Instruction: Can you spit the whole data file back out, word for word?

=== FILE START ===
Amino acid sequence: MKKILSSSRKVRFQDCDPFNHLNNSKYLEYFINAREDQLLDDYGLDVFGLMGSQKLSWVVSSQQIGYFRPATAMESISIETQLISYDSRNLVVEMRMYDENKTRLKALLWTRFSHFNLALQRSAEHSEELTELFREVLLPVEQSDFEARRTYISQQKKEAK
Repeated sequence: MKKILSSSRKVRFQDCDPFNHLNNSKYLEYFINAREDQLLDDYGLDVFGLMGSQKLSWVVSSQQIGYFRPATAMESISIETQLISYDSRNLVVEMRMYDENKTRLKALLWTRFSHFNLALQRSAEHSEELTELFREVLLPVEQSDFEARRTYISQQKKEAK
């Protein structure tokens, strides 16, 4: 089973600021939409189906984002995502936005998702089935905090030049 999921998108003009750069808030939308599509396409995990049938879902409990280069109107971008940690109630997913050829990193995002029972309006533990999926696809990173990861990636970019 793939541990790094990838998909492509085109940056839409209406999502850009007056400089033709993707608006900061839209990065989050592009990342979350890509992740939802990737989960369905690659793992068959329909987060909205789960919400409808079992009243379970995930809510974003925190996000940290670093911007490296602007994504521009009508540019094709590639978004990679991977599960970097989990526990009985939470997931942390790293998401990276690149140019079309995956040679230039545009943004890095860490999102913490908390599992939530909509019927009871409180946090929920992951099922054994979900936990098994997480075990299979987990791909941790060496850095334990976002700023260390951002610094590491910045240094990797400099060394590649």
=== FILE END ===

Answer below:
Amino acid sequence: MKKILSSSRKVRFQDCDPFNHLNNSKYLEYFINAREDQLLDDYGLDVFGLMGSQKLSWVVSSQQIGYFRPATAMESISIETQLISYDSRNLVVEMRMYDENKTRLKALLWTRFSHFNLALQRSAEHSEELTELFREVLLPVEQSDFEARRTYISQQKKEAK
Repeated sequence: MKKILSSSRKVRFQDCDPFNHLNNSKYLEYFINAREDQLLDDYGLDVFGLMGSQKLSWVVSSQQIGYFRPATAMESISIETQLISYDSRNLVVEMRMYDENKTRLKALLWTRFSHFNLALQRSAEHSEELTELFREVLLPVEQSDFEARRTYISQQKKEAK
């Protein structure tokens, strides 16, 4: 089973600021939409189906984002995502936005998702089935905090030049 999921998108003009750069808030939308599509396409995990049938879902409990280069109107971008940690109630997913050829990193995002029972309006533990999926696809990173990861990636970019 793939541990790094990838998909492509085109940056839409209406999502850009007056400089033709993707608006900061839209990065989050592009990342979350890509992740939802990737989960369905690659793992068959329909987060909205789960919400409808079992009243379970995930809510974003925190996000940290670093911007490296602007994504521009009508540019094709590639978004990679991977599960970097989990526990009985939470997931942390790293998401990276690149140019079309995956040679230039545009943004890095860490999102913490908390599992939530909509019927009871409180946090929920992951099922054994979900936990098994997480075990299979987990791909941790060496850095334990976002700023260390951002610094590491910045240094990797400099060394590649």